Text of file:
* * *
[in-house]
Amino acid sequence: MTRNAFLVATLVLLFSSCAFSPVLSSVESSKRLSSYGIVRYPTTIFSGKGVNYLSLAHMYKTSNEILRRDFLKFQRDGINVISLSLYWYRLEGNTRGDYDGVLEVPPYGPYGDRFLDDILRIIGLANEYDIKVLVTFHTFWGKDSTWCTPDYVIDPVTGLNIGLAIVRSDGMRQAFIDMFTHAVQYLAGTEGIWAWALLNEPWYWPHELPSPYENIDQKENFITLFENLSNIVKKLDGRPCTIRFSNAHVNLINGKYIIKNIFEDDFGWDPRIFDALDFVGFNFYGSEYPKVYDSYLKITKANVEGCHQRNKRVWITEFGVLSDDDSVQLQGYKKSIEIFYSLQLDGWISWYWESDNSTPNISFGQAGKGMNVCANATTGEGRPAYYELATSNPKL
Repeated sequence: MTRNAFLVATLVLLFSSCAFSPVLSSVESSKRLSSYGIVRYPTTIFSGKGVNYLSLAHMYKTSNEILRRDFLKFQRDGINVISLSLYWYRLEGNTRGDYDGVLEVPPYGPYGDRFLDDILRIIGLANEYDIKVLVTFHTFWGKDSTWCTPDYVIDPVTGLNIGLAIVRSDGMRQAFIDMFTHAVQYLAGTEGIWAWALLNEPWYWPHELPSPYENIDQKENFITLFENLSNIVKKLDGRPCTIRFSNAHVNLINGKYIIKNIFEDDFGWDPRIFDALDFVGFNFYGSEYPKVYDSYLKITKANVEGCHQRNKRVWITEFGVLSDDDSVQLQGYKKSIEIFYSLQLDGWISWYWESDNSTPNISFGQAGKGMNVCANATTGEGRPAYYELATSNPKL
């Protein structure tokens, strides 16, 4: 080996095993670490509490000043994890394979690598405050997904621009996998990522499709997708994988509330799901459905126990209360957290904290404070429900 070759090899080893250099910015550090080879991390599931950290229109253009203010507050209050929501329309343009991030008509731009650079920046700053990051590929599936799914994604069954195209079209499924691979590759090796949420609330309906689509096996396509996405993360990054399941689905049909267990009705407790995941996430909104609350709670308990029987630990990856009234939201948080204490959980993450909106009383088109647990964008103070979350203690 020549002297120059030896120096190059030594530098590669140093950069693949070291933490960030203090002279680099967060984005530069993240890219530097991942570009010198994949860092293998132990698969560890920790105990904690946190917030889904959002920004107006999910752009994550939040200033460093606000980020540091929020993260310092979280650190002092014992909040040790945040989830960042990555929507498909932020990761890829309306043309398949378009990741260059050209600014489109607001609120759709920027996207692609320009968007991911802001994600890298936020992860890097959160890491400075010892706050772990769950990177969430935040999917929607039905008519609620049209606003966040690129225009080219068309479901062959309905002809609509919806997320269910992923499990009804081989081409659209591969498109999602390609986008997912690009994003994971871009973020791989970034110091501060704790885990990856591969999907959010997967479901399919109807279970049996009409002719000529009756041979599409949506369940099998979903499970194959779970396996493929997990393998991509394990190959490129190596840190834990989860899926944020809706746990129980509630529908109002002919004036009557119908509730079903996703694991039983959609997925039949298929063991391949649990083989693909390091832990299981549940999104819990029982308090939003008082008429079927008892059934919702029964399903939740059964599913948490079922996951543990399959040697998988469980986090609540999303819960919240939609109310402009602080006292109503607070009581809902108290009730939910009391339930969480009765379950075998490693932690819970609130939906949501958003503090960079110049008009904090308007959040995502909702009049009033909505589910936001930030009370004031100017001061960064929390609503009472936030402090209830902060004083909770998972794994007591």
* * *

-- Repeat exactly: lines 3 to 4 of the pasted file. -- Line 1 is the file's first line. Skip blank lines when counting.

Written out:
Repeated sequence: MTRNAFLVATLVLLFSSCAFSPVLSSVESSKRLSSYGIVRYPTTIFSGKGVNYLSLAHMYKTSNEILRRDFLKFQRDGINVISLSLYWYRLEGNTRGDYDGVLEVPPYGPYGDRFLDDILRIIGLANEYDIKVLVTFHTFWGKDSTWCTPDYVIDPVTGLNIGLAIVRSDGMRQAFIDMFTHAVQYLAGTEGIWAWALLNEPWYWPHELPSPYENIDQKENFITLFENLSNIVKKLDGRPCTIRFSNAHVNLINGKYIIKNIFEDDFGWDPRIFDALDFVGFNFYGSEYPKVYDSYLKITKANVEGCHQRNKRVWITEFGVLSDDDSVQLQGYKKSIEIFYSLQLDGWISWYWESDNSTPNISFGQAGKGMNVCANATTGEGRPAYYELATSNPKL
């Protein structure tokens, strides 16, 4: 080996095993670490509490000043994890394979690598405050997904621009996998990522499709997708994988509330799901459905126990209360957290904290404070429900 070759090899080893250099910015550090080879991390599931950290229109253009203010507050209050929501329309343009991030008509731009650079920046700053990051590929599936799914994604069954195209079209499924691979590759090796949420609330309906689509096996396509996405993360990054399941689905049909267990009705407790995941996430909104609350709670308990029987630990990856009234939201948080204490959980993450909106009383088109647990964008103070979350203690 020549002297120059030896120096190059030594530098590669140093950069693949070291933490960030203090002279680099967060984005530069993240890219530097991942570009010198994949860092293998132990698969560890920790105990904690946190917030889904959002920004107006999910752009994550939040200033460093606000980020540091929020993260310092979280650190002092014992909040040790945040989830960042990555929507498909932020990761890829309306043309398949378009990741260059050209600014489109607001609120759709920027996207692609320009968007991911802001994600890298936020992860890097959160890491400075010892706050772990769950990177969430935040999917929607039905008519609620049209606003966040690129225009080219068309479901062959309905002809609509919806997320269910992923499990009804081989081409659209591969498109999602390609986008997912690009994003994971871009973020791989970034110091501060704790885990990856591969999907959010997967479901399919109807279970049996009409002719000529009756041979599409949506369940099998979903499970194959779970396996493929997990393998991509394990190959490129190596840190834990989860899926944020809706746990129980509630529908109002002919004036009557119908509730079903996703694991039983959609997925039949298929063991391949649990083989693909390091832990299981549940999104819990029982308090939003008082008429079927008892059934919702029964399903939740059964599913948490079922996951543990399959040697998988469980986090609540999303819960919240939609109310402009602080006292109503607070009581809902108290009730939910009391339930969480009765379950075998490693932690819970609130939906949501958003503090960079110049008009904090308007959040995502909702009049009033909505589910936001930030009370004031100017001061960064929390609503009472936030402090209830902060004083909770998972794994007591």